Real improvements for everyone
Various other changes affect both desktops. Linux Mint now uses the Noto fonts by default, and the default theme comes in many other color choices. The Login Window preferences were redesigned, and the Language configuration window now allows much easier installation of "input methods" — welcome news for people who need to write Chinese, Japanese, Korean, Thai, Vietnamese, and other languages where all the characters aren't present on the keyboard for easy input.
But perhaps the biggest change is in the Update Manager application. It no longer shows individual package updates, but groups updates by "source package." This means that — for example — when an update for LibreOffice is available, you won't simply see a list of 22 packages. Instead, by default, you'll see a single "LibreOffice" update in the list, although you're free to drill down if you choose. According to Linux Mint's developers, installing some individual package updates but not others — for packages like Mesa 3D graphics library, for example — can sometimes break people's systems, however.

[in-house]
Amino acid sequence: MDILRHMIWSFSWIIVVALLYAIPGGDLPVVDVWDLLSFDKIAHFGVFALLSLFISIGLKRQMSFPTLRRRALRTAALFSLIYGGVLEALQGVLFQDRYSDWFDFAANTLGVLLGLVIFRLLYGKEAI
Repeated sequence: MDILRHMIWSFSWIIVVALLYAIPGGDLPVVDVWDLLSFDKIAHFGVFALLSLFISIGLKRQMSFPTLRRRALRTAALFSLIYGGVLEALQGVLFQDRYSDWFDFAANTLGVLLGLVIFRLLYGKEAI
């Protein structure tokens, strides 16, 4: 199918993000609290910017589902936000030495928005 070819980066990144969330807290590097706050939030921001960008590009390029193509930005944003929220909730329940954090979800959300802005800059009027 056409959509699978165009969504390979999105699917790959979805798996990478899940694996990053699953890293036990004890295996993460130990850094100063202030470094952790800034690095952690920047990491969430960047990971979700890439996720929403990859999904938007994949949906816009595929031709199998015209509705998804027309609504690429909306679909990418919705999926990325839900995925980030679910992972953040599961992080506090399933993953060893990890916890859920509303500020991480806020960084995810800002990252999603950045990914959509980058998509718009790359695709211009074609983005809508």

Going hand-in-hand with this change, there's also a redesigned kernel selection screen that makes it easy to see available kernels along with information about security fixes and known regressions (problems in the new kernel, in other words).
Overall, this is exactly the kind of release I — and many other Linux users — like to see. While Ubuntu 14.10 just shipped with no visible changes besides version bumps in a number of packages, Linux Mint has made the choice to stick with Ubuntu 14.04 under-the-hood and modify the stuff on top. Linux Mint 17.1 provides a great Linux desktop system, especially if you long for the days of more traditional Linux desktop interfaces.
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